If the player chooses to swap, they switch bodies with Marcus who falls to his death in the Scavenger's body. The Scavenger, in Marcus's body, makes her way to the rescue ship and is treated with suspicion by another crew member, but the Captain ignores the concern and pulls the ship into orbit.

If the player chooses to stay on the planet, they fall down the chasm and are spoken to by the Watchers who say that although they are unfamiliar with the concept of death they imply that the Scavenger will be allowed to maintain her identity in their collective.


A selection of the game's art assets in their original clay form

The Swapper was a project made by two University of Helsinki students Otto Hantula and Olli Harjola in their spare time.[6] The Swapper was backed by the Indie Fund, the 6th indie game title the fund has supported.[6] Rather than digital textures, the game features handcrafted art assets and clay which forms the various game levels.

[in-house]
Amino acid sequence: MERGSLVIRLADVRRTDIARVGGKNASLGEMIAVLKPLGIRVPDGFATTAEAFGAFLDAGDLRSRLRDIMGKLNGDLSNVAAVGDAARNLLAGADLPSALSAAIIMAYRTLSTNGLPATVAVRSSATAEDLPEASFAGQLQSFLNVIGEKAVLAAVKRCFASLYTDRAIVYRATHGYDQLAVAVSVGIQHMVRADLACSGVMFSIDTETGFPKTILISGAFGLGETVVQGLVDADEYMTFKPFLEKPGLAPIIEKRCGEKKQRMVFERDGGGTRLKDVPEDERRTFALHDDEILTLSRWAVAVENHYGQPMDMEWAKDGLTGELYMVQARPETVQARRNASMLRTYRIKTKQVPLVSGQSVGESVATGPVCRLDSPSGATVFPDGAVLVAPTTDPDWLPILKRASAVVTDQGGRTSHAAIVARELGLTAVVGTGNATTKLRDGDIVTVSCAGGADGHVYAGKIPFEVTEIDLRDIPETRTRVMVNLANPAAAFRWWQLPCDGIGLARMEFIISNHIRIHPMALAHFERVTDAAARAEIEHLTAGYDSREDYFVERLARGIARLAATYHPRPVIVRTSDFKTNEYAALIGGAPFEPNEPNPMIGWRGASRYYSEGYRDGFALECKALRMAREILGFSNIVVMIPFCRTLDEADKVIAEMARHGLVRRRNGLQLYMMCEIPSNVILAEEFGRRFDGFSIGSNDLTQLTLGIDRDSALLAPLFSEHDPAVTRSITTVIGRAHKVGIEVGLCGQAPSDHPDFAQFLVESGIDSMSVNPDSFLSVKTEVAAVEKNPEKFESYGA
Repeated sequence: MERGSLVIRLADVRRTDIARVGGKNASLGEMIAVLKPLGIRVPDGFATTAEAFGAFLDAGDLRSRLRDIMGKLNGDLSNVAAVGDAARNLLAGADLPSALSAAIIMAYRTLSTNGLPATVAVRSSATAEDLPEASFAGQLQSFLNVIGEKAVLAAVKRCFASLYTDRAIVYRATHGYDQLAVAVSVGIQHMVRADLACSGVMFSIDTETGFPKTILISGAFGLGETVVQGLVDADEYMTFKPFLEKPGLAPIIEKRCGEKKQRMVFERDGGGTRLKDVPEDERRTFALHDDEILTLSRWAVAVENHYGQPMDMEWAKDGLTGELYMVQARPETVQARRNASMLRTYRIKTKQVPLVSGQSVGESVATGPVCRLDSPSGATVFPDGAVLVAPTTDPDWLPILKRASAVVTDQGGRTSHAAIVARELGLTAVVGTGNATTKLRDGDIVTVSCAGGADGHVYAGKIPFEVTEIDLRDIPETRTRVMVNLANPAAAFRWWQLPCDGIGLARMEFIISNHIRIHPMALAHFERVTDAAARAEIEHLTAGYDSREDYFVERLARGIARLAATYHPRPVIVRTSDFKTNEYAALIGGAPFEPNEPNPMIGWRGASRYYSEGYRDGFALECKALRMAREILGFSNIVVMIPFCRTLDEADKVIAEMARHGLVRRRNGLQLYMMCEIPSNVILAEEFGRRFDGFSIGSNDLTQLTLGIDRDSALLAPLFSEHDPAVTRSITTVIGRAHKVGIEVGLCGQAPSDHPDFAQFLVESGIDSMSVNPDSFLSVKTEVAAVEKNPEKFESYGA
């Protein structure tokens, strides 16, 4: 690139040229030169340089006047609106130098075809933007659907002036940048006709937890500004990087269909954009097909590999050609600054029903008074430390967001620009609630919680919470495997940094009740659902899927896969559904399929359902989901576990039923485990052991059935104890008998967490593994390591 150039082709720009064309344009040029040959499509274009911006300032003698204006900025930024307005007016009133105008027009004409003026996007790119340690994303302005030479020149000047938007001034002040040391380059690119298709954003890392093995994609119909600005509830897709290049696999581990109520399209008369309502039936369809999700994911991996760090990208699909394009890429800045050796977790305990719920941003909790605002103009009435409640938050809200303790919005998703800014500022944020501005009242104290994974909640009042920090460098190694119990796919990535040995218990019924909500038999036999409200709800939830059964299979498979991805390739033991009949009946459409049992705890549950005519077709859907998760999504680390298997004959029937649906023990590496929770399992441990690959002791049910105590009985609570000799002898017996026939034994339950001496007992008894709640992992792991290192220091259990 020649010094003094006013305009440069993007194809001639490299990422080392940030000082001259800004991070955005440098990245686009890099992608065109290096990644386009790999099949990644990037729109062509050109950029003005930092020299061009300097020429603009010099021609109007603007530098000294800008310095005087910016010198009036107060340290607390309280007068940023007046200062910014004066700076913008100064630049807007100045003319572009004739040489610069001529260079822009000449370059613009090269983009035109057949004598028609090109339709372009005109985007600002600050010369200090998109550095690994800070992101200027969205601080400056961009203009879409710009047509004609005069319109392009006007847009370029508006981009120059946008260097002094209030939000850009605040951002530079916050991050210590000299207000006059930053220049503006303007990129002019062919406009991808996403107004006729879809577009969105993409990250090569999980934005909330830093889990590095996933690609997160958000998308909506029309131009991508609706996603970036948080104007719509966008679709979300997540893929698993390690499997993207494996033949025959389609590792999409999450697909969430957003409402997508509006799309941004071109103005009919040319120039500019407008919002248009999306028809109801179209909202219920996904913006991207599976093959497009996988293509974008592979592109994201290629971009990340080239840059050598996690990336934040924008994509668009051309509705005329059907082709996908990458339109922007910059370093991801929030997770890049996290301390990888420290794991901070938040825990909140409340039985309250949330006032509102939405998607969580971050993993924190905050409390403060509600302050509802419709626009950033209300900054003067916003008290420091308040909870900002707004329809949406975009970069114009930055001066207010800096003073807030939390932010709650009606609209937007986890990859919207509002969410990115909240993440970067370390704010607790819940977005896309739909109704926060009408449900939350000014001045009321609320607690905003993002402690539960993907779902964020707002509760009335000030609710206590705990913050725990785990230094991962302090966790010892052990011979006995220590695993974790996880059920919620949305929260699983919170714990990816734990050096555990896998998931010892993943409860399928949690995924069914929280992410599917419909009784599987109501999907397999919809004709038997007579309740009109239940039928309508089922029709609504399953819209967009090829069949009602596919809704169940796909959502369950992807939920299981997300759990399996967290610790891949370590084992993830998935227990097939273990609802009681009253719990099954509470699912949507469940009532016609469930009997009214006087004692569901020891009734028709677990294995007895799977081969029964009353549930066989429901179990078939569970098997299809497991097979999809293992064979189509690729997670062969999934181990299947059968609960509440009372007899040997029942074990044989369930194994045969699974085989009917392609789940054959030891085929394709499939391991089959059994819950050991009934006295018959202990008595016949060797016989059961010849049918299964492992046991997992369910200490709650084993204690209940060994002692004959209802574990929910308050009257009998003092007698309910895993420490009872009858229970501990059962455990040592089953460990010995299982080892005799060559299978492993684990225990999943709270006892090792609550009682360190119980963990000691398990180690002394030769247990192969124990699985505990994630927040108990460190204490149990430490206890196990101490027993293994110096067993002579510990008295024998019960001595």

Curve Studios helped to port the title to the PlayStation 3, PlayStation 4, and PlayStation Vita platforms, with an expected release date in May 2014.[7] After being delayed to ensure the PlayStation 3 and PlayStation Vita versions are "up to scratch", the game was released on 5 August 2014 in North America and the following day in Europe.[8] Curve Studios later announced that they will be bringing the game to Wii U, the graphical capability will be on par with PC version.[9][10] Subsequently, after the game's release on Wii U, Nintendo assisted in bringing The Swapper to the Japanese market, and they announced this during the Japanese version of the April 2015 Nintendo Direct presentation.


Aggregate scores
Metacritic(PC) 87/100[12]
(PSV) 86/100[13]
(PS4) 83/100[14]
(WIIU) 83/100[15]
Review scores
Game Informer9.25/10[17]